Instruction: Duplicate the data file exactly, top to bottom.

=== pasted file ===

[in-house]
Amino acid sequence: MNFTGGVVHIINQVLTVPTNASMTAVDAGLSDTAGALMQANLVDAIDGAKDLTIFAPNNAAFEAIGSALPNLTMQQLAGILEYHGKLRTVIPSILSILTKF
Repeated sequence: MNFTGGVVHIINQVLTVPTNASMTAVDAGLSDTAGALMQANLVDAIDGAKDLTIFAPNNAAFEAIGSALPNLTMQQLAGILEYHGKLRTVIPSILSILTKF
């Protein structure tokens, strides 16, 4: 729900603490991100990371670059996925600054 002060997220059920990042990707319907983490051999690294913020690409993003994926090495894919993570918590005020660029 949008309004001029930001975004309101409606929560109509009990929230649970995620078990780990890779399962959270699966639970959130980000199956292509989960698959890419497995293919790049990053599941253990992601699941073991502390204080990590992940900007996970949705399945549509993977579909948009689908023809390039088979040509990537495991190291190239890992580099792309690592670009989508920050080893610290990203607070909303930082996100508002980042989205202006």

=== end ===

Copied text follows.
[in-house]
Amino acid sequence: MNFTGGVVHIINQVLTVPTNASMTAVDAGLSDTAGALMQANLVDAIDGAKDLTIFAPNNAAFEAIGSALPNLTMQQLAGILEYHGKLRTVIPSILSILTKF
Repeated sequence: MNFTGGVVHIINQVLTVPTNASMTAVDAGLSDTAGALMQANLVDAIDGAKDLTIFAPNNAAFEAIGSALPNLTMQQLAGILEYHGKLRTVIPSILSILTKF
């Protein structure tokens, strides 16, 4: 729900603490991100990371670059996925600054 002060997220059920990042990707319907983490051999690294913020690409993003994926090495894919993570918590005020660029 949008309004001029930001975004309101409606929560109509009990929230649970995620078990780990890779399962959270699966639970959130980000199956292509989960698959890419497995293919790049990053599941253990992601699941073991502390204080990590992940900007996970949705399945549509993977579909948009689908023809390039088979040509990537495991190291190239890992580099792309690592670009989508920050080893610290990203607070909303930082996100508002980042989205202006």